One of the most striking features about the House of Commons after the 2010 election was the number of newly-elected MPs. A full 36% of the House was newly-elected, including 48% of Conservative MPs. In the past, newly elected MPs have tended to be relatively acquiescent – at least to begin with – but one of the most striking features about the behaviour of the 2010 cohort, especially on the Conservative side, is how troublesome they have been.
In absolute terms, more Conservative newbies have rebelled (46) compared to Labour ones (21) or the Lib Dems (7). In percentage terms, while 31% of new Tory MPs have now rebelled, 33% of Labour ones have done so, with the highest percentage of newbie rebels located among the Liberal Democrats: although there are only 10 newly elected Lib Dem MPs, a full 70% have defied the party whip.
But these headline figures mask an important difference in terms of dissent by the new MPs of the three main parties. Between them, the newbie Tory rebels have cast a whopping 249 rebellious votes, compared with a modest 23 for Labour, and only a slightly higher number, 27, for the Liberal Democrats.
Tory newcomers have accounted for 31% of rebellious votes cast by all Conservative MPs, compared with a tiny 5% for Labour, and 15% for the Liberal Democrats. The top Labour newbie rebel, Yasmin Qureshi, has accrued only five dissenting votes. Even the top Liberal Democrat newcomer, David Ward, can boast 11 rebellions. But the top Conservative newbie rebel, David Nuttall, has amassed 54 rebellions.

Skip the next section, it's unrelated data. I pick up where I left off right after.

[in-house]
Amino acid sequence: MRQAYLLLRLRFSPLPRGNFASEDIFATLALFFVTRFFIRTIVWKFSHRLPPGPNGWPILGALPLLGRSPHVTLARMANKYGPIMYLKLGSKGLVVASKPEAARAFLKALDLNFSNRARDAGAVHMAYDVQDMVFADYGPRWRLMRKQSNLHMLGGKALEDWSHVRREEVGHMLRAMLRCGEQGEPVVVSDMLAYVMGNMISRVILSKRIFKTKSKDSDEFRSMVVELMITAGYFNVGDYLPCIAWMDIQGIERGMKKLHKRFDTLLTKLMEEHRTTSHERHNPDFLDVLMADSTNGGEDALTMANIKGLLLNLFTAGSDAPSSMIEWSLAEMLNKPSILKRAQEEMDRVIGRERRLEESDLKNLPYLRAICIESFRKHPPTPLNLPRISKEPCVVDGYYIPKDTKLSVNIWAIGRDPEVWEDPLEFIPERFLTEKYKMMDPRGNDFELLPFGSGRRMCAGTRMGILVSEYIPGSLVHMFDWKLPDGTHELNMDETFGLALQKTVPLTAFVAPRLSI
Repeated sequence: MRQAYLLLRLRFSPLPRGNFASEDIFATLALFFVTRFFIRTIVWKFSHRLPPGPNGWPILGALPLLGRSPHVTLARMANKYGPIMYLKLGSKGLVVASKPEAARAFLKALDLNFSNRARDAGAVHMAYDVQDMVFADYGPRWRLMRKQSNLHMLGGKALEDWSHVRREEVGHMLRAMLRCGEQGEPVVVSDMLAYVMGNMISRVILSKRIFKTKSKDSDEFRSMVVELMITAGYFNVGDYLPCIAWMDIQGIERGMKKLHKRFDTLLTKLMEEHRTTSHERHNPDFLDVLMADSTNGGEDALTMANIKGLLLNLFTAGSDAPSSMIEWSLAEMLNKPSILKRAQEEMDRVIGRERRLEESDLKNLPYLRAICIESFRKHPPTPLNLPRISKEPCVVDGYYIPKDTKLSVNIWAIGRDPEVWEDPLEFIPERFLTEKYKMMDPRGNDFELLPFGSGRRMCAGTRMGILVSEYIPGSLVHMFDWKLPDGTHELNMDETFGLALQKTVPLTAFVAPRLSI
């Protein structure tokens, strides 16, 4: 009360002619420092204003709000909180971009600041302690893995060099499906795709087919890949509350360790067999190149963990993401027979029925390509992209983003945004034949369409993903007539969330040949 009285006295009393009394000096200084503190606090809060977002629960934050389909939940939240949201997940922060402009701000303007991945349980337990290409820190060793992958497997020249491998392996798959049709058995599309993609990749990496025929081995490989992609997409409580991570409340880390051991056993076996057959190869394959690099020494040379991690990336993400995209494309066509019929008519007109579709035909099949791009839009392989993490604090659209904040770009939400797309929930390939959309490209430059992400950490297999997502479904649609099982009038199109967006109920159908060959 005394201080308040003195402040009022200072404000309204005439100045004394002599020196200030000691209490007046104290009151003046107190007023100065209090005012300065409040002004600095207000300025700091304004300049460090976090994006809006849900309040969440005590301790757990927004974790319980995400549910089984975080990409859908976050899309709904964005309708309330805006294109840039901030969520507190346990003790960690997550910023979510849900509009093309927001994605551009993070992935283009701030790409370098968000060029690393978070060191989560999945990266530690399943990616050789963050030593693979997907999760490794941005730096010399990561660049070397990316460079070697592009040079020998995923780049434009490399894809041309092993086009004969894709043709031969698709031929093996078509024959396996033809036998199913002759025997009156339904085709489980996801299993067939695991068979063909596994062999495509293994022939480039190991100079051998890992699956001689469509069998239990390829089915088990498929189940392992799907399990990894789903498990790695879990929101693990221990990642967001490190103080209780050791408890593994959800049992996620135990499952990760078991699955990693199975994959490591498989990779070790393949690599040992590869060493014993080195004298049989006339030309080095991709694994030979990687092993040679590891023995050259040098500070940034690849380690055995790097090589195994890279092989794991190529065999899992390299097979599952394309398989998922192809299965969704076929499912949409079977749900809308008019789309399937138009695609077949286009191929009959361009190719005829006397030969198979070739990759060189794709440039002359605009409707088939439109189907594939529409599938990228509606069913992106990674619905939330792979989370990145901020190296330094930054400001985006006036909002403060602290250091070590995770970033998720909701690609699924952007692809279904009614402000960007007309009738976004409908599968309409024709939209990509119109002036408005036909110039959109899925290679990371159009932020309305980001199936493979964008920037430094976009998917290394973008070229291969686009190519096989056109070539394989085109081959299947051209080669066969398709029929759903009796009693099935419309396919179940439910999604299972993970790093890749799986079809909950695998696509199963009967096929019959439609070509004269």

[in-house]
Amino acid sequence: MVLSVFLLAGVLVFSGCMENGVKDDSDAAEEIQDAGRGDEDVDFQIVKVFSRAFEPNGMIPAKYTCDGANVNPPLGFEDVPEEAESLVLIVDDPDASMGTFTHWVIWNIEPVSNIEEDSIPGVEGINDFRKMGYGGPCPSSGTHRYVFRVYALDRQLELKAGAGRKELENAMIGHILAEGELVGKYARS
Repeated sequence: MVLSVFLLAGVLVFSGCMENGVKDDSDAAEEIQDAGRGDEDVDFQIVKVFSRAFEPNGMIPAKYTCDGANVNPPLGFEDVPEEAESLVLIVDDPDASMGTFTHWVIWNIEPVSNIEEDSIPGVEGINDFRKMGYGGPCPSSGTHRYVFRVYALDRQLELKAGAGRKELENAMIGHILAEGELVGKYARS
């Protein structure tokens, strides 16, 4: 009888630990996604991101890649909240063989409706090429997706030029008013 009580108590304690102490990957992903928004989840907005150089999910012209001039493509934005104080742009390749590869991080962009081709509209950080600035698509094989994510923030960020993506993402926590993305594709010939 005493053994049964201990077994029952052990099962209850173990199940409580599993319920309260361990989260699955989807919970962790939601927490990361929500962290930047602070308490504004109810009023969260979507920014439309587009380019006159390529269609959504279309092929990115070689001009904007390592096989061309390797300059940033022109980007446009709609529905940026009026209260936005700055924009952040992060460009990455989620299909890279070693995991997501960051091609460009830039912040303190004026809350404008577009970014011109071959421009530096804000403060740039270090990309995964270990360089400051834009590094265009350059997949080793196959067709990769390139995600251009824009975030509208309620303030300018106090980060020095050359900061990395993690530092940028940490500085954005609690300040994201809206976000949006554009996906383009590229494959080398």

Nuttall is only the most rebellious of a rebellious cohort. The top ten Conservative new MPs are:
David Nuttall: 54
Andrew Percy: 23
Mark Reckless: 21
Zac Goldsmith: 17
Richard Drax: 12
Jacob Rees-Mogg: 11
Gordon Henderson: 10
Jason McCartney: 10
Martin Vickers: 10
Steve Baker: 9
Together, these top ten Tories account for more than seven in ten (71%) of the dissenting votes cast by Conservative newcomers; and they account for more than one in five (22%) of Conservative rebellious votes cast thus far this Parliament.
As well as trouble from the old guard – many of whom have serious doubts about the Conservative leadership – David Cameron’s whips therefore are also confronted by a hardcore of highly rebellious newcomers.